A Fish or a Plant? Rockweed Identity the Central Question in Maine Court Case

Sean Mahoney | @SeanCLF

When you walk around the shores of Downeast Maine at low tide, you’re sure to see rockweed covering much of the coastline. This critical habitat for shellfish, seabirds, lobsters, and crabs is a vital piece of Maine’s ecosystem – but is it really a plant, or rather, is it a fish? This is the central question in a case argued last week before Maine’s highest court.

On one side are rockweed harvesters, who are pushing the court to interpret a centuries-old law in a way that lumps rockweed together with mussels, oysters, and other marine species. This would allow harvesters to take the rockweed straight from the intertidal zone without any permission or interaction with coastal landowners.

On the other side – a position supported by CLF – are the landowners themselves, who believe the rockweed growing in the intertidal zone is part of their property and its harvesting requires their consent. They point out that the relationship between rockweed and the rocks to which it’s attached is similar to that of moss on trees on land, and therefore, it should rightly be classified as a plant and governed by traditional property law.

Of course, granting landowners the rights to the rockweed on their land does not preclude that rockweed from being managed in a way that protects ecosystems and preserves natural resources. In much the same way we work with property owners to sustainably manage woodlands, sand and gravel, and other resources on their property, CLF’s brief in this case notes that collaboration among property owners, rockweed harvesters, and Maine’s Department of Marine Resources is the best path forward.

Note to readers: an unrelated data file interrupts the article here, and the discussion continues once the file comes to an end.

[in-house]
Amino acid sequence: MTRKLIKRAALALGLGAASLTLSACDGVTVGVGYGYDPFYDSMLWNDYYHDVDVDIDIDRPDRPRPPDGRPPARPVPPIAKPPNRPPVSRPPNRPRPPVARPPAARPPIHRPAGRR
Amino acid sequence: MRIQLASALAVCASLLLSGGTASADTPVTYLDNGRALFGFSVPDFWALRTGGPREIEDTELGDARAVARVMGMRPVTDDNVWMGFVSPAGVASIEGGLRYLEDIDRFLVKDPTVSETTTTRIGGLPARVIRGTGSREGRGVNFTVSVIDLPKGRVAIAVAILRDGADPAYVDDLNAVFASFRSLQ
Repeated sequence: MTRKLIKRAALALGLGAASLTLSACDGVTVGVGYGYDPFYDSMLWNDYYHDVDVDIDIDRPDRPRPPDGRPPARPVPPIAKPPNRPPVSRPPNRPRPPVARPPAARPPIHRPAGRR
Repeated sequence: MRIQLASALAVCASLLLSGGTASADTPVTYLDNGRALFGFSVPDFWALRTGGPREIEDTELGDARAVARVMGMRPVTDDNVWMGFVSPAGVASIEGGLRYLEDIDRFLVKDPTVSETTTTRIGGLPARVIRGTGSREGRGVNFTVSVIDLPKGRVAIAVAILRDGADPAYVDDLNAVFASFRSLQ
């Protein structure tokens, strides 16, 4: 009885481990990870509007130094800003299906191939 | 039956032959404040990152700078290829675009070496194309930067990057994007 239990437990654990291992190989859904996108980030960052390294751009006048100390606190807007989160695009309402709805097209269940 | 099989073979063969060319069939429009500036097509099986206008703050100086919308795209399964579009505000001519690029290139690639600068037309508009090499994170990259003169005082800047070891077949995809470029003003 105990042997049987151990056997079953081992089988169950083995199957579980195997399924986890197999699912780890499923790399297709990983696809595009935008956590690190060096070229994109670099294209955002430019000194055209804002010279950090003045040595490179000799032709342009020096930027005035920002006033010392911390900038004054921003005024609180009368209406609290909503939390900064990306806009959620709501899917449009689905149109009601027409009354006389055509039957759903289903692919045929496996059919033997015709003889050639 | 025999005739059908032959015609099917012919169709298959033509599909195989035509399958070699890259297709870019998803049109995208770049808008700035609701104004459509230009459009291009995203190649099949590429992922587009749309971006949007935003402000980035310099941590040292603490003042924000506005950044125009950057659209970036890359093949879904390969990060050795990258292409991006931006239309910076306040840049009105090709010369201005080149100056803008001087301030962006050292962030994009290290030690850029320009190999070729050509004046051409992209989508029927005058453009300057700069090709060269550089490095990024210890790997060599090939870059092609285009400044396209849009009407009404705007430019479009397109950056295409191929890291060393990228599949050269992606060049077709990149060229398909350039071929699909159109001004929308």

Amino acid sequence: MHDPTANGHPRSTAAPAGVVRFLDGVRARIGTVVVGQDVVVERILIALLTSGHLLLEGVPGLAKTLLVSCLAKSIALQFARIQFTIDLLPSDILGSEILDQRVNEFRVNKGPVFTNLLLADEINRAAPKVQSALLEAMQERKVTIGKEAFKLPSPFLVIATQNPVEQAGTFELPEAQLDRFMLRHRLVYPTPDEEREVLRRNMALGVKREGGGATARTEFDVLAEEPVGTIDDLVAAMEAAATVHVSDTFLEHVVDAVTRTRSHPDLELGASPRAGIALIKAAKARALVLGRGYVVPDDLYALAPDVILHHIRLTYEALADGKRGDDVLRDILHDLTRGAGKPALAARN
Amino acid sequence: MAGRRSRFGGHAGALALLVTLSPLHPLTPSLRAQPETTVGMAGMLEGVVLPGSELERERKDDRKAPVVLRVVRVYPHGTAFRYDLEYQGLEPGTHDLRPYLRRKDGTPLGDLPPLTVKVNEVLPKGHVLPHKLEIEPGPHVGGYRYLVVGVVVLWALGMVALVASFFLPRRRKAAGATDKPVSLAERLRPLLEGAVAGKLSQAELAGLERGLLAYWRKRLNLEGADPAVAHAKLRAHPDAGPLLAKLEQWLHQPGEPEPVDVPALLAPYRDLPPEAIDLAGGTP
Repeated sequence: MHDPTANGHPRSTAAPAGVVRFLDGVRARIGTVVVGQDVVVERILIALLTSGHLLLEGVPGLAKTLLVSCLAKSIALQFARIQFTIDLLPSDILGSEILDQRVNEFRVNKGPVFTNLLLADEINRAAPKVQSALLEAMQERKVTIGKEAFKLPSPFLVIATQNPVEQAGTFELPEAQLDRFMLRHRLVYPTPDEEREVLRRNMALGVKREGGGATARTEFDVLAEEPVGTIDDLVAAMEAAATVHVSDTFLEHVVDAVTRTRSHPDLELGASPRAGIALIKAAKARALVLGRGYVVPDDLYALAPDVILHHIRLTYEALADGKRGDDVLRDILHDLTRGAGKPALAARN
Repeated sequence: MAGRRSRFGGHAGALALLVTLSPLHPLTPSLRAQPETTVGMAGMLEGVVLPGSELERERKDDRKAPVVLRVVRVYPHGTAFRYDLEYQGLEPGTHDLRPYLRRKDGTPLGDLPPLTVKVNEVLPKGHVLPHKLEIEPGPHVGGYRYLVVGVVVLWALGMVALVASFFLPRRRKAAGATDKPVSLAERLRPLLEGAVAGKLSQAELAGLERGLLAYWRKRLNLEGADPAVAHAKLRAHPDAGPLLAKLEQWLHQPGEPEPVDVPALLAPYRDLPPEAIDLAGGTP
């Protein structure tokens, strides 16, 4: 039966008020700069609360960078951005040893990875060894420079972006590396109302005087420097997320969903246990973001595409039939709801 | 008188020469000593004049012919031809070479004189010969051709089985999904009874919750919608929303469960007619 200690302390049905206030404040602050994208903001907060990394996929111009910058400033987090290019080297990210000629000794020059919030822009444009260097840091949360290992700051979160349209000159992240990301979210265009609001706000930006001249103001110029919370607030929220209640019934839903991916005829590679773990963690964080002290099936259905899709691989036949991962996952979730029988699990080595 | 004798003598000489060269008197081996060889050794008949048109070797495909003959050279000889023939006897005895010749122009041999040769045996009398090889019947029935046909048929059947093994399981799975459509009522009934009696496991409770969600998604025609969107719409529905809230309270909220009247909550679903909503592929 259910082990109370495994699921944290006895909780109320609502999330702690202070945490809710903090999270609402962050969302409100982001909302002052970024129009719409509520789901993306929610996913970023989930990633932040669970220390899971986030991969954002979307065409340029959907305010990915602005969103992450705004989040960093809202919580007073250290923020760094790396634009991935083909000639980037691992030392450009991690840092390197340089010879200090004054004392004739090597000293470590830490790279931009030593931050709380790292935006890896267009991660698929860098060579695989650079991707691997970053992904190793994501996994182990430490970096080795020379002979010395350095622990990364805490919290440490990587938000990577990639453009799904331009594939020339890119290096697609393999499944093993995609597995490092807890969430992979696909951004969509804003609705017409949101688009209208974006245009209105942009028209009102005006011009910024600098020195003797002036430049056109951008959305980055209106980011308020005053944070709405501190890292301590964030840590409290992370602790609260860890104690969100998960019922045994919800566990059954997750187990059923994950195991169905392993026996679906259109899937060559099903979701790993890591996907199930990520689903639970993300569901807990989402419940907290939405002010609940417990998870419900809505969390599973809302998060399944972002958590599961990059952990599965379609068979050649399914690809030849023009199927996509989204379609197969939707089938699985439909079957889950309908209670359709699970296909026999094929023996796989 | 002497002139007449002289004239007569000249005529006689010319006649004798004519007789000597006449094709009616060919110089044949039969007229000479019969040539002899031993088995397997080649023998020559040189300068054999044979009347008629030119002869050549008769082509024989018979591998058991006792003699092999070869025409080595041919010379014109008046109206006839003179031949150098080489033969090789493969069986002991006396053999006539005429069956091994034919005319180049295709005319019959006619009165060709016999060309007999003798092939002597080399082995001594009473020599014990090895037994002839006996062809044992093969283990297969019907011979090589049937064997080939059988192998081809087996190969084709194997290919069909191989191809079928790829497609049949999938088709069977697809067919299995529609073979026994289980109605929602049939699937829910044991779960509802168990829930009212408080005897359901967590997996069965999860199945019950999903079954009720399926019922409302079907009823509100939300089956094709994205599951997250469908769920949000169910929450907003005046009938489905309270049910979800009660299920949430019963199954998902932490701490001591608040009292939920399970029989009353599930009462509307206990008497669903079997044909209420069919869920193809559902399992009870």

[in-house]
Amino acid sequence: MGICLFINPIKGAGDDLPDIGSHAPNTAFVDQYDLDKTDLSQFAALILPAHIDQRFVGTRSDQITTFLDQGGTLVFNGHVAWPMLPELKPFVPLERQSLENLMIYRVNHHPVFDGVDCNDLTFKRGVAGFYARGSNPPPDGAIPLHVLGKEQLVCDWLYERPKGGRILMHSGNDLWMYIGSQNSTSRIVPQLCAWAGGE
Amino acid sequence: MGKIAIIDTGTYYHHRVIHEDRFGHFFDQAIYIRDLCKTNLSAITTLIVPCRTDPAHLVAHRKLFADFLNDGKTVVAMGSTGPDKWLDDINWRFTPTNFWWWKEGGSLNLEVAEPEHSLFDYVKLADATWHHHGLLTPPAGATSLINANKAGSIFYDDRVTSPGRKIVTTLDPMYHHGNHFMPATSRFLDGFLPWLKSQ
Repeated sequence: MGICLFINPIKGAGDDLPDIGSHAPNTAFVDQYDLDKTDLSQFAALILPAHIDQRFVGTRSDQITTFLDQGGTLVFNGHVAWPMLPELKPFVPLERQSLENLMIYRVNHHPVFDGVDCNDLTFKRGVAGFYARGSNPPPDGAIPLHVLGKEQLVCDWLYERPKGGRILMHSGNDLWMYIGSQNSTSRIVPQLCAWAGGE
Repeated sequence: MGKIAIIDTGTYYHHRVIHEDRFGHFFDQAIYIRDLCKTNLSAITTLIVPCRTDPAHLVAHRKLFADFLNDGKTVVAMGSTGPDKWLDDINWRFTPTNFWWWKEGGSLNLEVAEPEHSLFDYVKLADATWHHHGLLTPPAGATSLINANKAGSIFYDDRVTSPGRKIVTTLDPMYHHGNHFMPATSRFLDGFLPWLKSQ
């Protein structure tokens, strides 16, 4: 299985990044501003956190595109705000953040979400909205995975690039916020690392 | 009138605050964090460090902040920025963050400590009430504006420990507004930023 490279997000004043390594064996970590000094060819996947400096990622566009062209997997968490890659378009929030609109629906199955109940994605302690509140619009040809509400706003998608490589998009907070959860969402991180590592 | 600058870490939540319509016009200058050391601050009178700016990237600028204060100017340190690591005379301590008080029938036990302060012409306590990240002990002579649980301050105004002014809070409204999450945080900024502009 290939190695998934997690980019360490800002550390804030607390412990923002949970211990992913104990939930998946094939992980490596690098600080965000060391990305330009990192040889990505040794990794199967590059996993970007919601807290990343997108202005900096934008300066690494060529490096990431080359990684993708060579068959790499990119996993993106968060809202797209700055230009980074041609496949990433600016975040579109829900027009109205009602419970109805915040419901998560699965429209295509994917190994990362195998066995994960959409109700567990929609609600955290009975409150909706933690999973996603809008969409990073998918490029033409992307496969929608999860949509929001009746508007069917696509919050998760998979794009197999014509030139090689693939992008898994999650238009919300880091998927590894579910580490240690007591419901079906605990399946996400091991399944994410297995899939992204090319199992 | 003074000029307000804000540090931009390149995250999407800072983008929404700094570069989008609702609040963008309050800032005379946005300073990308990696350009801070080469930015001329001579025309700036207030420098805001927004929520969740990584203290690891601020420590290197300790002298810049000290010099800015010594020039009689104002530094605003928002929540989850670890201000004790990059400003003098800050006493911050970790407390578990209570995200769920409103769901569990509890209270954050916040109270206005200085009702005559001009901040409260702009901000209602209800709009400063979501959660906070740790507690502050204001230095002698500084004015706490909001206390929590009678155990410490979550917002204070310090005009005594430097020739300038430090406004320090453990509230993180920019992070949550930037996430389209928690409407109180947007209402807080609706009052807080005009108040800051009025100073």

By working together to identify the most appropriate areas along to coast to harvest and the best harvesting methods, owners’ rights and ecological conservation can work as complementary forces, a point highlighted in a recent Working Waterfront op-ed.

Rockweed recognized as critical fish habitat

CLF was gratified that members of the court last week raised the importance of rockweed as critical habitat for fish and recognized the impacts our changing climate is having on the ocean, two points highlighted in CLF’s friend-of-the-court brief. The ability of fish to thrive is critical for our coastal fisheries – and ultimately, we cannot allow one coastal industry to pose harm to another at a time when we need to strengthen and fortify our coastal economy against the impacts of climate change.

Rockweed harvesting is a growing venture in Maine, and it must be managed in concert with current economic and environmental needs to ensure long-term sustainability. Maine’s Supreme Judicial Court has struggled in the past with the colonial-era law that defines the scope of the public’s right to “fish, fowl, and navigate” in Maine’s waters, and this case is no different. A decision could take several months, and CLF will be closely tracking the outcome to ensure the rocky coast of Maine continues to contribute to our thriving marine ecosystem.

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